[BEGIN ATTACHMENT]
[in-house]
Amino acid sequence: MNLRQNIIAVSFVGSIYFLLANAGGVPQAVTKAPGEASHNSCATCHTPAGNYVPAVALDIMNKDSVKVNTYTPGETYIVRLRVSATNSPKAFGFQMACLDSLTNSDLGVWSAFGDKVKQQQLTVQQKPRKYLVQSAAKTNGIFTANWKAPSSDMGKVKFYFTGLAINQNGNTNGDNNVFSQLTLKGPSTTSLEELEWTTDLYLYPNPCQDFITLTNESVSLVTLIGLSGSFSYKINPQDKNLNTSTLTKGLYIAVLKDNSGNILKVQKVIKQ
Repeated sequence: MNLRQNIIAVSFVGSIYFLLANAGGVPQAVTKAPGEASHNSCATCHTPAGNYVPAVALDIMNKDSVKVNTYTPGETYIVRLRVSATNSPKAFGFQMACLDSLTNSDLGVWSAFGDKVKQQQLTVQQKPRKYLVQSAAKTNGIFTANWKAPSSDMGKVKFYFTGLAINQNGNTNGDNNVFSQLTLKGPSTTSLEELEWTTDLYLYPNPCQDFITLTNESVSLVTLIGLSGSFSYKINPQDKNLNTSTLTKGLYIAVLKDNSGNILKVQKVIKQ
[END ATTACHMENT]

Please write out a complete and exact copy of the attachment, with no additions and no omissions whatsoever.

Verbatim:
[in-house]
Amino acid sequence: MNLRQNIIAVSFVGSIYFLLANAGGVPQAVTKAPGEASHNSCATCHTPAGNYVPAVALDIMNKDSVKVNTYTPGETYIVRLRVSATNSPKAFGFQMACLDSLTNSDLGVWSAFGDKVKQQQLTVQQKPRKYLVQSAAKTNGIFTANWKAPSSDMGKVKFYFTGLAINQNGNTNGDNNVFSQLTLKGPSTTSLEELEWTTDLYLYPNPCQDFITLTNESVSLVTLIGLSGSFSYKINPQDKNLNTSTLTKGLYIAVLKDNSGNILKVQKVIKQ
Repeated sequence: MNLRQNIIAVSFVGSIYFLLANAGGVPQAVTKAPGEASHNSCATCHTPAGNYVPAVALDIMNKDSVKVNTYTPGETYIVRLRVSATNSPKAFGFQMACLDSLTNSDLGVWSAFGDKVKQQQLTVQQKPRKYLVQSAAKTNGIFTANWKAPSSDMGKVKFYFTGLAINQNGNTNGDNNVFSQLTLKGPSTTSLEELEWTTDLYLYPNPCQDFITLTNESVSLVTLIGLSGSFSYKINPQDKNLNTSTLTKGLYIAVLKDNSGNILKVQKVIKQ